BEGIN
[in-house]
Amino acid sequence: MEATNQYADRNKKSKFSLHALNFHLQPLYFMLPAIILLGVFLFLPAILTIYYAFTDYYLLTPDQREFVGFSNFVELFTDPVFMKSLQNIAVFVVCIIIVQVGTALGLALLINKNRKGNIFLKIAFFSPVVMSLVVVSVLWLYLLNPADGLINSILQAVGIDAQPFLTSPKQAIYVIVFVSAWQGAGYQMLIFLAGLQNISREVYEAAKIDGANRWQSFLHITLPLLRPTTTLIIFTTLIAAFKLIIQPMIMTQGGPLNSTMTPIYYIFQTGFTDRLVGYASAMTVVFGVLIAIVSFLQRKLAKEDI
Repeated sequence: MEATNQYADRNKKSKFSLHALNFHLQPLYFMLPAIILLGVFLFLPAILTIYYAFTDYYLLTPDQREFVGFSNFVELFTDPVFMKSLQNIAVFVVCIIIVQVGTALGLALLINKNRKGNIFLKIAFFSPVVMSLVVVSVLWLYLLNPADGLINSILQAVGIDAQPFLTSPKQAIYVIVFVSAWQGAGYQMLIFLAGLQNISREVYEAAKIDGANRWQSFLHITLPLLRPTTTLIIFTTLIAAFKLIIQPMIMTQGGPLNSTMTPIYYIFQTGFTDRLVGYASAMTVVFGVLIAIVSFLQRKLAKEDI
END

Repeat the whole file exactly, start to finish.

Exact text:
[in-house]
Amino acid sequence: MEATNQYADRNKKSKFSLHALNFHLQPLYFMLPAIILLGVFLFLPAILTIYYAFTDYYLLTPDQREFVGFSNFVELFTDPVFMKSLQNIAVFVVCIIIVQVGTALGLALLINKNRKGNIFLKIAFFSPVVMSLVVVSVLWLYLLNPADGLINSILQAVGIDAQPFLTSPKQAIYVIVFVSAWQGAGYQMLIFLAGLQNISREVYEAAKIDGANRWQSFLHITLPLLRPTTTLIIFTTLIAAFKLIIQPMIMTQGGPLNSTMTPIYYIFQTGFTDRLVGYASAMTVVFGVLIAIVSFLQRKLAKEDI
Repeated sequence: MEATNQYADRNKKSKFSLHALNFHLQPLYFMLPAIILLGVFLFLPAILTIYYAFTDYYLLTPDQREFVGFSNFVELFTDPVFMKSLQNIAVFVVCIIIVQVGTALGLALLINKNRKGNIFLKIAFFSPVVMSLVVVSVLWLYLLNPADGLINSILQAVGIDAQPFLTSPKQAIYVIVFVSAWQGAGYQMLIFLAGLQNISREVYEAAKIDGANRWQSFLHITLPLLRPTTTLIIFTTLIAAFKLIIQPMIMTQGGPLNSTMTPIYYIFQTGFTDRLVGYASAMTVVFGVLIAIVSFLQRKLAKEDI